image: Civilisation part 1 © Grace Ndiritu 2007
Crunchtime2010 arose out of the credit crisis but goes beyond the immediate to offer a portrait of the world.
Exhibition work will be shown in our gallery spaces. Visiting artists will carry out special projects on the sites and streets of York.
For gallery and project locations go to programme page.
Extract from brief sent to artists: When I conceived of the idea of Crunchtime2010 I was thinking of the current financial crisis, consumerism and its effect on society and individual lives. Yet this is not the only issue facing human beings but rather the one currently occupying our attention – how to stimulate growth and get consumers spending and banks lending – this against a background of uncovered greed, financial mismanagement, credit, debt, lifestyle, climate change, celebrity and spectacle, poverty and inequality, rampant consumerism, fragmentation of society, globalisation, pollution etc. All of these are part of a whole that we as individuals try to piece together and make sense of. They represent a network of issues regarding world and societal organisation.
Asking for artists’ responses to the global issues is perhaps a shorthand for how we as artists view what’s going on, what strikes us, what interests us creatively and how we express our experience of living in all this. I was not asking for answers or for artists to tackle the whole thing but to work from the aspects that interest and inspire them. Requesting responses from artists from around the world also creates the possibility of sharing and exchange about life and conditions elsewhere.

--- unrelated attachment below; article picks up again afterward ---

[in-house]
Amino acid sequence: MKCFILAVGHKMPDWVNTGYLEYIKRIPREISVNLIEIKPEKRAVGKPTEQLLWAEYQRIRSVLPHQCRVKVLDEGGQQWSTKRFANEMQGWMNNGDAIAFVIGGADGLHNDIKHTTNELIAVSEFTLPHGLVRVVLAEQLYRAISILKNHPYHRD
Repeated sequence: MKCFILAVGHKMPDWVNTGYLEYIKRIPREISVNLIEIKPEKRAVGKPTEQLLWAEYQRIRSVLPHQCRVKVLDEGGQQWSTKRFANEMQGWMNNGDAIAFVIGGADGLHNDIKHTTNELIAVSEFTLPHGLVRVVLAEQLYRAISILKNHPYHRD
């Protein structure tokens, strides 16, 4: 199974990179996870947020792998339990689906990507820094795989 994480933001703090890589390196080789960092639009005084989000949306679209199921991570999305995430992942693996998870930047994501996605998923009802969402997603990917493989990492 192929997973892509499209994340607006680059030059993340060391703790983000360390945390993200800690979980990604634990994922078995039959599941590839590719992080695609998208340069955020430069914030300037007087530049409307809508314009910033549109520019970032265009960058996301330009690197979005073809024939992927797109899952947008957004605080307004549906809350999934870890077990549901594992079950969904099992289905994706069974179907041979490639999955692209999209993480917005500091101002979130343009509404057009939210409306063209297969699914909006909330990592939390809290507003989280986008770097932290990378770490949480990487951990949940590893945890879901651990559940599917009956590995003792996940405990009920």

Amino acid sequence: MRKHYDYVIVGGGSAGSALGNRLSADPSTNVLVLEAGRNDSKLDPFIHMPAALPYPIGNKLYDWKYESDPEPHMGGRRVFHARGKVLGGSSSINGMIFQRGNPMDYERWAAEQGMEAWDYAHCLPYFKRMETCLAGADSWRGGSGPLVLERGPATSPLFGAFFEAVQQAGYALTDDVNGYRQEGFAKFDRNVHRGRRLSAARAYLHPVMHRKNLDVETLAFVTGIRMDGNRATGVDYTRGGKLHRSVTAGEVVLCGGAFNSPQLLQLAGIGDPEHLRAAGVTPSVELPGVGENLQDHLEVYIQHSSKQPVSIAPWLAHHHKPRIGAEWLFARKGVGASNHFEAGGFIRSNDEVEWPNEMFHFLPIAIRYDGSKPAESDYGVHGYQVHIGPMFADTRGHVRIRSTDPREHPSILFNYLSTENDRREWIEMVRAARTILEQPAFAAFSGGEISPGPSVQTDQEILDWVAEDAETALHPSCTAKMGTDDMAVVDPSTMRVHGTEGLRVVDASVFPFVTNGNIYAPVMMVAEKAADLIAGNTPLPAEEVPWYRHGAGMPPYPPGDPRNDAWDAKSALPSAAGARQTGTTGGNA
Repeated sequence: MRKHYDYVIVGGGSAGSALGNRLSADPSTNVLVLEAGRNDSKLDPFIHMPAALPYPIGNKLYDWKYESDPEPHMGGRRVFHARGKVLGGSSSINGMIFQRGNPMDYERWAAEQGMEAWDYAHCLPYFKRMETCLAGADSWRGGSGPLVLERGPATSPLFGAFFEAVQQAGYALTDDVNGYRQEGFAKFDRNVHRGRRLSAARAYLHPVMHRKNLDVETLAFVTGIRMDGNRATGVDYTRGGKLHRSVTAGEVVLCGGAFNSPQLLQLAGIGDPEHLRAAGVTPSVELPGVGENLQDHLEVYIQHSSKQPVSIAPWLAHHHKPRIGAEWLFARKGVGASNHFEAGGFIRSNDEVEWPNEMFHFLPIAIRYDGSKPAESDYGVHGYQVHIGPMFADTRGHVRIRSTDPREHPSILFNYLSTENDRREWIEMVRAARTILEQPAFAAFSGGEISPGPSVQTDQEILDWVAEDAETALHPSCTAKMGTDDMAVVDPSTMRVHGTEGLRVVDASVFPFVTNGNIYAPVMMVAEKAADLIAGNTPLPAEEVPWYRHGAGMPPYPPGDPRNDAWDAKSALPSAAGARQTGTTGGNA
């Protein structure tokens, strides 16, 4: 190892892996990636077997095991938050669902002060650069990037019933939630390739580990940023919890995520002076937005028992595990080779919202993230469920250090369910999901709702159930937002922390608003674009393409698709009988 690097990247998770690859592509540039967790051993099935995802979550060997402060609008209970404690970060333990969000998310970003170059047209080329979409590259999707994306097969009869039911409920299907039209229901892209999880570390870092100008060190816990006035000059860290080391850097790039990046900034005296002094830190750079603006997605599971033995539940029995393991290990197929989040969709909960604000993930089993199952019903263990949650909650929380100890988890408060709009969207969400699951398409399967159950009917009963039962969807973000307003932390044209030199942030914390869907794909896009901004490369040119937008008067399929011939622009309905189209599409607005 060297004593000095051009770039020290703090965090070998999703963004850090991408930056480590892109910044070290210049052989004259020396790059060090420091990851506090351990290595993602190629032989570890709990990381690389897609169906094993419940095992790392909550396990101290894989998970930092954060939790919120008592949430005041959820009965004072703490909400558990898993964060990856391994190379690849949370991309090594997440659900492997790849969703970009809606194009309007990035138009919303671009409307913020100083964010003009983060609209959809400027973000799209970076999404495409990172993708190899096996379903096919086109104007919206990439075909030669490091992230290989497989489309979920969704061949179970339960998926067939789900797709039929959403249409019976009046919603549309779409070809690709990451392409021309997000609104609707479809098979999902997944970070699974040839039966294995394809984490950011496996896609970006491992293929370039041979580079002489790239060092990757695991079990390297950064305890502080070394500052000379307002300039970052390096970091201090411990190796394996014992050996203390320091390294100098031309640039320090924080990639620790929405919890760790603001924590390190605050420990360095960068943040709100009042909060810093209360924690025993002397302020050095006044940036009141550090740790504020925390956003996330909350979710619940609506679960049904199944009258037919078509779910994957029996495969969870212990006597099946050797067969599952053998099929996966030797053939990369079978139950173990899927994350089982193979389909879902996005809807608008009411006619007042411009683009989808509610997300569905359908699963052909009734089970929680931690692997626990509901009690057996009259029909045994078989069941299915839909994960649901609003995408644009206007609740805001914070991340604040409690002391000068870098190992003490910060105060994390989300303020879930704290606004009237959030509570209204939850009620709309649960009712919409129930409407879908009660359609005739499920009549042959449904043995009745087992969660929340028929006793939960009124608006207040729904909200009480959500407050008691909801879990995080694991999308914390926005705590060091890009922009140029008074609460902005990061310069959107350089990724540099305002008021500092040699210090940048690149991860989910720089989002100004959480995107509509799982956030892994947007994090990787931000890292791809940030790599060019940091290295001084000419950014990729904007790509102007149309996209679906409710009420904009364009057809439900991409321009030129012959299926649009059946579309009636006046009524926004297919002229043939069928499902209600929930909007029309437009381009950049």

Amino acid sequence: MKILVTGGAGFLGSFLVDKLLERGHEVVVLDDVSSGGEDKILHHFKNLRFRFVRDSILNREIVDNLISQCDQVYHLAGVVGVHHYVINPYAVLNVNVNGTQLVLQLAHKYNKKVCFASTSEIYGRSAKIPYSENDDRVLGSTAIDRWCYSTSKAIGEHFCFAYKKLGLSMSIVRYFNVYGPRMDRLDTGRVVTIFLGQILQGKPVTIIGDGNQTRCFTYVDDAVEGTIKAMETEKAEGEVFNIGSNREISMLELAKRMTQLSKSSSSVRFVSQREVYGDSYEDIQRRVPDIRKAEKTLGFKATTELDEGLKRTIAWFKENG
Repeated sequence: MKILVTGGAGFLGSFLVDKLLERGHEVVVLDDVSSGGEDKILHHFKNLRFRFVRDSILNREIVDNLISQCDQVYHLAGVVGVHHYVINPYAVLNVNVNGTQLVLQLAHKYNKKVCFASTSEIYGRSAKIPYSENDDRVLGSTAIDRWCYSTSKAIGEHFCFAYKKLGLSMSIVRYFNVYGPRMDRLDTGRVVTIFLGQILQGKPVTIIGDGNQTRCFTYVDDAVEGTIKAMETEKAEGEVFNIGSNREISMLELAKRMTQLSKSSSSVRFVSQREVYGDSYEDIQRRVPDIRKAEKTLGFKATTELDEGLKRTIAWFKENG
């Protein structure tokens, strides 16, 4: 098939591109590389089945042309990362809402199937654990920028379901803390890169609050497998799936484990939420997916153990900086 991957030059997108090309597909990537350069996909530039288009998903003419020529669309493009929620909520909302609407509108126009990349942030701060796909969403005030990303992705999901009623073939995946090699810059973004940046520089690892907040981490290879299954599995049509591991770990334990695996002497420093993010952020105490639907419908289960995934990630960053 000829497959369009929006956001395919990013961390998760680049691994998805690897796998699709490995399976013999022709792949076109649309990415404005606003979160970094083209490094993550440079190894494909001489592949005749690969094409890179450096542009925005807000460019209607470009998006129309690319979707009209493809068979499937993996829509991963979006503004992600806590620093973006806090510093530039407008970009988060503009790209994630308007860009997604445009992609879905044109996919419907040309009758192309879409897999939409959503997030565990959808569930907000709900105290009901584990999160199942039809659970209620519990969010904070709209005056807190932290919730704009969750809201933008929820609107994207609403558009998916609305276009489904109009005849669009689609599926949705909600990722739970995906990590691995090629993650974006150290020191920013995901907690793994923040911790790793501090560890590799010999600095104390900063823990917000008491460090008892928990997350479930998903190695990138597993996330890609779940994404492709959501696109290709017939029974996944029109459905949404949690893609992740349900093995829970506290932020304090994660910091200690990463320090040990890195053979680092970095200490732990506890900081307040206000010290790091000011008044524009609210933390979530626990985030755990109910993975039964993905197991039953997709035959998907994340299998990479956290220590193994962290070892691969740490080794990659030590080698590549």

The whole event is designed to offer a mirror to the issues we are all face in relation to ‘the how and why of living’. (Robert Hughes)
It’s a snapshot of voices contained in work engaging with how the world and living is at the present time. We also anticipate that this will not necessarily be gloomy but can also cover positives, compassionate responses and possibilities. What we’re after is meaningful, skilful, imaginative and worthwhile artwork in this time of upheaval. It might be oblique, direct, analytical, witty, warm, personal, an alternative world model, highlight important issues, be rooted in the past, be about a single life or everyone's!. We’re asking artists we think and feel about things and what’s going on, and working with their practices to make art.
Graham Martin, Curator, Crunchtime2010